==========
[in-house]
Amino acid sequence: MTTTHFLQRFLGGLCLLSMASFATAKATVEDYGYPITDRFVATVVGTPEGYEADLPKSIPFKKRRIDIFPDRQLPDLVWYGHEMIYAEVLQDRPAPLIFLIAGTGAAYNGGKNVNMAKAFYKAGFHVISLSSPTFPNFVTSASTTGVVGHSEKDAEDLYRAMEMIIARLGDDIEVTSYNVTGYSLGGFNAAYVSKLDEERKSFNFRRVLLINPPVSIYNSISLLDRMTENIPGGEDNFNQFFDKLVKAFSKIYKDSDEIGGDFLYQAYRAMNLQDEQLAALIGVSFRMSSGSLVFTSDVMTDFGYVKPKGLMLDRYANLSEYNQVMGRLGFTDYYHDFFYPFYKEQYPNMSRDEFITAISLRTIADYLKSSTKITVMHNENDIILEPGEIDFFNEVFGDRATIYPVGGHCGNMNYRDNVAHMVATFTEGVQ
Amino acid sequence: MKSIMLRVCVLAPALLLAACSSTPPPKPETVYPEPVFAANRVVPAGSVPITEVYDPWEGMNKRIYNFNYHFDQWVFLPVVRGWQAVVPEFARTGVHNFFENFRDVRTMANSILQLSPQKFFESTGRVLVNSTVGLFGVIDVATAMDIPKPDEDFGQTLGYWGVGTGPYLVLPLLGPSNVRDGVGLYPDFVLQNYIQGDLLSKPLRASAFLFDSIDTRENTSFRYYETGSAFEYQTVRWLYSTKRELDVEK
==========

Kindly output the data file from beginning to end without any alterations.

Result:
[in-house]
Amino acid sequence: MTTTHFLQRFLGGLCLLSMASFATAKATVEDYGYPITDRFVATVVGTPEGYEADLPKSIPFKKRRIDIFPDRQLPDLVWYGHEMIYAEVLQDRPAPLIFLIAGTGAAYNGGKNVNMAKAFYKAGFHVISLSSPTFPNFVTSASTTGVVGHSEKDAEDLYRAMEMIIARLGDDIEVTSYNVTGYSLGGFNAAYVSKLDEERKSFNFRRVLLINPPVSIYNSISLLDRMTENIPGGEDNFNQFFDKLVKAFSKIYKDSDEIGGDFLYQAYRAMNLQDEQLAALIGVSFRMSSGSLVFTSDVMTDFGYVKPKGLMLDRYANLSEYNQVMGRLGFTDYYHDFFYPFYKEQYPNMSRDEFITAISLRTIADYLKSSTKITVMHNENDIILEPGEIDFFNEVFGDRATIYPVGGHCGNMNYRDNVAHMVATFTEGVQ
Amino acid sequence: MKSIMLRVCVLAPALLLAACSSTPPPKPETVYPEPVFAANRVVPAGSVPITEVYDPWEGMNKRIYNFNYHFDQWVFLPVVRGWQAVVPEFARTGVHNFFENFRDVRTMANSILQLSPQKFFESTGRVLVNSTVGLFGVIDVATAMDIPKPDEDFGQTLGYWGVGTGPYLVLPLLGPSNVRDGVGLYPDFVLQNYIQGDLLSKPLRASAFLFDSIDTRENTSFRYYETGSAFEYQTVRWLYSTKRELDVEK